As information begins to trickle out from House committees hammering out plans for the $3.5 trillion reconciliation bill, affordable senior housing is positioned to benefit from a “historic investments” not seen in recent memory, according to industry representatives.
During a call with association members Wednesday, LeadingAge Vice President of Housing Policy Linda Couch said that the House Financial Services Committee allocated $322 billion for affordable housing, including $2.5 billion for the Department of Housing and Urban Development’s Section 202 Supportive Housing for the Elderly program, which she called a “once-in-a-lifetime opportunity.” Couch said that the funding amount could result in 20,000 to 25,000 new Section 202 homes and 2,000 new service coordinators as well as a new housing and services technical assistance center for states.
That committee’s bill also includes $10 million for multifamily housing for “greening,” retrofitting and preservation, as well as tens of billions of dollars for other HUD and U.S. Department of Agriculture housing programs.
LeadingAge Congressional Affairs Manager Andrea Price-Carter said that the House Ways and Means Committee also released some language from its bill, which includes “historic investments in long-term care staffing as well as direct care workforce issues.”
Specifically, the Ways and Means Committee proposal includes a state entitlement of $392 million for fiscal years 2022–2025 for nursing home worker training grants through the Nursing Home Workforce and Expansion Act of 2021.
All eligible aging services providers would be able to access the funds, Price-Carter said. Language in the bill as currently written gives states flexibility in using the money for wage subsidies, student loan repayments, tuition assistance and child care, as well as for funding two additional weeks of paid leave and supportive services to help with worker retention and recruitment.
The Education and Labor Committee’s bill reportedly includes the Direct Care Opportunities Act, designed to assist with recruitment, training and retention of direct care workers. Price-Carter said that $1.5 billion could be allocated over fiscal years 2022 through 2031 for competitive grants that could be accessed by an array of providers, including nonprofit organizations, labor unions, state governments, Native American tribes and area agencies on aging.
“These are significant proposals,” Price-Carter said. “We are pleased with what we are seeing so far.”
Senior HUD officials also spoke about Secretary Marcia Fudge’s mission for the agency during the membership meeting.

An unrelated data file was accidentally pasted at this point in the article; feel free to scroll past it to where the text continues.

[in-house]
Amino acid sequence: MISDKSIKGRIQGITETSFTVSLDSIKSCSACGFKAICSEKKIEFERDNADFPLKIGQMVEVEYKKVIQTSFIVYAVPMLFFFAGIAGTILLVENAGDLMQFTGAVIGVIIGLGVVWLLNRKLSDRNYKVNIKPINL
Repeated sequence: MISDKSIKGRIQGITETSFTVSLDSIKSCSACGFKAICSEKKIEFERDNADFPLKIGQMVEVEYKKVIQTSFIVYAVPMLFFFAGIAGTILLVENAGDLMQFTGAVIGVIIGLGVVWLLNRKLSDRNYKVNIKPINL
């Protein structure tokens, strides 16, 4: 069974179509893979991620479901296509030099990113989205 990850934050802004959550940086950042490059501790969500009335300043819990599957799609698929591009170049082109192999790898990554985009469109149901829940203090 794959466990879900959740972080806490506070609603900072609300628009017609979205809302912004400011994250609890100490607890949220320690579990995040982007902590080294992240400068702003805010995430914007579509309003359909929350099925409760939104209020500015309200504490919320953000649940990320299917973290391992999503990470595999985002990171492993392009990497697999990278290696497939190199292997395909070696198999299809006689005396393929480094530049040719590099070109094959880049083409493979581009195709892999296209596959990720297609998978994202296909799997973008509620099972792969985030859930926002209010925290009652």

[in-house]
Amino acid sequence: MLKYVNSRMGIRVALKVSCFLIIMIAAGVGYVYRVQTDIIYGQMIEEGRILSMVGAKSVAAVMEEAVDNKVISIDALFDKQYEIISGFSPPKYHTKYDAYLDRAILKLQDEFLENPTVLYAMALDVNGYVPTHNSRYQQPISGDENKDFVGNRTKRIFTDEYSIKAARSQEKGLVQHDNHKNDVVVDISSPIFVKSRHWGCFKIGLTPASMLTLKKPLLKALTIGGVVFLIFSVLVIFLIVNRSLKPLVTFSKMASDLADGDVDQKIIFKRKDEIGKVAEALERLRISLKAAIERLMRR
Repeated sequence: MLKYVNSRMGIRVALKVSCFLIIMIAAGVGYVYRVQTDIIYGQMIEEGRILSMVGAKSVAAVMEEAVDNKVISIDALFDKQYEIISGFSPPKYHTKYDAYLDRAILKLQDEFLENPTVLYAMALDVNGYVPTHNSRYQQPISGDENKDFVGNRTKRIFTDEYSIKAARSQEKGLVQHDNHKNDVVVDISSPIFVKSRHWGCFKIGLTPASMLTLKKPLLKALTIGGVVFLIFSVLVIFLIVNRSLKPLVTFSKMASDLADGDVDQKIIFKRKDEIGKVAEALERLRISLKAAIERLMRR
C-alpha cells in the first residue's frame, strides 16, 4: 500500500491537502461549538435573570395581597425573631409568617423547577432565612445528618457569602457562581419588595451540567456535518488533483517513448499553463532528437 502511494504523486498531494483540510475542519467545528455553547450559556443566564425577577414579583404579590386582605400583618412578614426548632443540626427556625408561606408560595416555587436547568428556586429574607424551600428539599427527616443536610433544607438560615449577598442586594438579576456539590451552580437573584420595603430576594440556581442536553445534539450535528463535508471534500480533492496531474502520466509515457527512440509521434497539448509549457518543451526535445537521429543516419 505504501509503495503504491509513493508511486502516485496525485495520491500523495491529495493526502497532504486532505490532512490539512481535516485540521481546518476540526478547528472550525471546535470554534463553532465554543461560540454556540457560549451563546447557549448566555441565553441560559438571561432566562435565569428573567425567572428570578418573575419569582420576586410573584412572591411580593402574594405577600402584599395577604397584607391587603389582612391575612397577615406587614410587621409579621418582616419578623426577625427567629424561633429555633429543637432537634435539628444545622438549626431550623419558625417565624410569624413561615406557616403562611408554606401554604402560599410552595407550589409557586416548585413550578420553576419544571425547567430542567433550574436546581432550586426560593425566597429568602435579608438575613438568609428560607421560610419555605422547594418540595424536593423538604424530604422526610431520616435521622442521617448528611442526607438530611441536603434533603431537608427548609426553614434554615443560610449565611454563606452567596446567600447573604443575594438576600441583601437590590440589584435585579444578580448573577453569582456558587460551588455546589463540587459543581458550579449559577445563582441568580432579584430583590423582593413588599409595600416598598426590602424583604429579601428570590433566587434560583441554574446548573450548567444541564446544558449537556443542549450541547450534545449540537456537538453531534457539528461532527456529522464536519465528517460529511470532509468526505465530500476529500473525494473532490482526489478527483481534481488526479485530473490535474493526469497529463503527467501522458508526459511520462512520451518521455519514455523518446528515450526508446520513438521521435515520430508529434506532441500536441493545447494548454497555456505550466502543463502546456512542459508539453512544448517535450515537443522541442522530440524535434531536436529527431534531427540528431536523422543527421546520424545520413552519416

“HUD’s mission is not just about bricks and mortar, assets and funding programs,” but rather is about attending to the whole needs of the people, said Richard Cho, HUD Housing and Services senior adviser. Conversations in the agency are based on a philosophy that housing is infrastructure and needs to be part of what the Biden administration theme of “Building Back Better” means, he added.
“It’s not just about building housing, but the kind of housing that supports the health and well-being of Americans,” Cho said, adding that when it comes to older adults, that kind housing includes supporting older adults’ ability to remain in place, to live with independence and dignity, and to have access to the services needed to avoid institutional care. “It’s about advancing a vision of what housing for older adults could be — equitable access to a combination of housing and services,” he said.
HUD is working with colleagues at the Department of Health and Human Services to develop policy to ensure a recognition that “housing is critical to healthcare, and healthcare needs to be provided in ways that are easier to access for people who live in housing,” Cho said.
That recognition, he said, means providing accompanying services, including ensuring easier access to clinical and medical services for HUD-assisted residents and locating wellness coordinators and wellness nurses at HUD-assisted housing.
Ethan Handelman, HUD deputy assistant for multifamily housing, called Biden’s Build Back Better agenda a “once-in-a-generation level of investment in people, in places, in housing, in health.”
“This is the closest I’ve seen us come as a country to realizing that vision of meeting that need in the long term,” Handelman added. Several elements in the agenda could directly affect Section 202 housing, he said, including environmentally friendly and resilient retrofits designed to turn properties into healthier environments that are more energy efficient and safer in natural disasters.
When it comes to funding service coordinators, Handelman said the challenge is finding a sustainable funding model. The overall challenge in the effort, he added, is helping the healthcare system understand the value of service coordinators.
“The future of healthcare will be how we ensure those payers — like Medicare, Medicaid and private insurers — see the value of covering and reimbursing community health workers and service coordinators,” Handelman said.